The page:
The Commens Dictionary

Quote from ‘Syllabus: Nomenclature and Division of Triadic Relations, as far as they are determined’


A Dicent Sign is a sign, which, for its Interpretant, is a Sign of actual existence. It cannot, therefore, be an icon, which affords no ground for an interpretation of it as referring to actual existence. A Dicisign necessarily involves, as a part of it, a rheme, to describe the fact which it is interpreted as indicating. But this is a peculiar kind of rheme; and while it is essential to the dicisign, it by no means constitutes it.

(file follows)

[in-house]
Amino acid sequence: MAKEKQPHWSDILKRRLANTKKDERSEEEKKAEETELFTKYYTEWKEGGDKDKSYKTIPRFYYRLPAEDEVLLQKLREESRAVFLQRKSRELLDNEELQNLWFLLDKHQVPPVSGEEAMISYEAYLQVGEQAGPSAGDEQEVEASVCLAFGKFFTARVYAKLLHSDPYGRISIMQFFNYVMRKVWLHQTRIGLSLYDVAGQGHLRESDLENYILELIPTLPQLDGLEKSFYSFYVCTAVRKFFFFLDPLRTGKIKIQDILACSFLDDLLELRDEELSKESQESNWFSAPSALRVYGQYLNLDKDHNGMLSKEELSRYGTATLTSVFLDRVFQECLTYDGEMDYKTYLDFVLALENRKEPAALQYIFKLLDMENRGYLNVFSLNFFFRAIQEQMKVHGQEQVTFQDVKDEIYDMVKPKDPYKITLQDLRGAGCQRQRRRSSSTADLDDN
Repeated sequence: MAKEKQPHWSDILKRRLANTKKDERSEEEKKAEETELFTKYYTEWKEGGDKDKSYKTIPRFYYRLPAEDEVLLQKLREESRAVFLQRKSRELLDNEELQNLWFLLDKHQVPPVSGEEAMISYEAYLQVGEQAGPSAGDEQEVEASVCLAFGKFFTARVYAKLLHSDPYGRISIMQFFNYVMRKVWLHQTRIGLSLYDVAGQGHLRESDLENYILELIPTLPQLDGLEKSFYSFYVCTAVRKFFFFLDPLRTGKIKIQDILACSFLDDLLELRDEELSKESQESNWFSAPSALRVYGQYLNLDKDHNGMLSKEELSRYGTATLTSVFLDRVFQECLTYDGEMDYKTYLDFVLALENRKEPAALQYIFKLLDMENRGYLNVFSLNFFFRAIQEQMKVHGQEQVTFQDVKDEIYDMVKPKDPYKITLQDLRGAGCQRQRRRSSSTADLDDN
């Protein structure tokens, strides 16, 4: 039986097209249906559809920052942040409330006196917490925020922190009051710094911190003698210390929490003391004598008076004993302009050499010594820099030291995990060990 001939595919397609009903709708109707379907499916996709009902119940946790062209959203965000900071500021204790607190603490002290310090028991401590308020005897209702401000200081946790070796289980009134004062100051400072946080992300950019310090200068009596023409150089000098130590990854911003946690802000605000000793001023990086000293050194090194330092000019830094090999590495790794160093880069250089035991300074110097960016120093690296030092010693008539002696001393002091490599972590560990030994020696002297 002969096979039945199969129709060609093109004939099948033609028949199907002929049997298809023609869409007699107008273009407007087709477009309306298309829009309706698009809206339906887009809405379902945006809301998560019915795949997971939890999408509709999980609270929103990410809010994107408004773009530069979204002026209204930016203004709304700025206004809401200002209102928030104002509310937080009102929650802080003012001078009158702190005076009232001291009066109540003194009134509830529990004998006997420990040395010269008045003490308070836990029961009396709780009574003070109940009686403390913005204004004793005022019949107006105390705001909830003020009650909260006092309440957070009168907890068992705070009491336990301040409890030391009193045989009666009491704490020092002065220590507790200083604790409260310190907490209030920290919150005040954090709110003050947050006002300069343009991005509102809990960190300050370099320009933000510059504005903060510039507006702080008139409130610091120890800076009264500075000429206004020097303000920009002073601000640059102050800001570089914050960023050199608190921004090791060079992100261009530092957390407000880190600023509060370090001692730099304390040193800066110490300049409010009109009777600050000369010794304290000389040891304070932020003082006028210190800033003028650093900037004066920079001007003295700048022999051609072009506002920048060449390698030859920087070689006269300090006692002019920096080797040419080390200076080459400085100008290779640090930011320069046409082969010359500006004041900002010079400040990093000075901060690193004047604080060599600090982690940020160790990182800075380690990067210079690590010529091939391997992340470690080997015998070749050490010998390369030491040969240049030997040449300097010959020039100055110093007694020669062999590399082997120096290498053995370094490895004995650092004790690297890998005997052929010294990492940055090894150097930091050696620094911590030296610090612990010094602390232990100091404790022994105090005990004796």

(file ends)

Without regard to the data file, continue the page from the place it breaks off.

[—] Or we may say […] that a Dicisign is a sign which is understood to represent its object in respect to actual existence

EP 2:292
‘Dicisign’ (pub. 17.04.13-19:53). Quote in M. Bergman & S. Paavola (Eds.), The Commens Dictionary: Peirce's Terms in His Own Words. New Edition. Retrieved from
Apr 17, 2013, 19:53 by Sami Paavola
Last revised: 
Jan 07, 2014, 00:57 by Commens Admin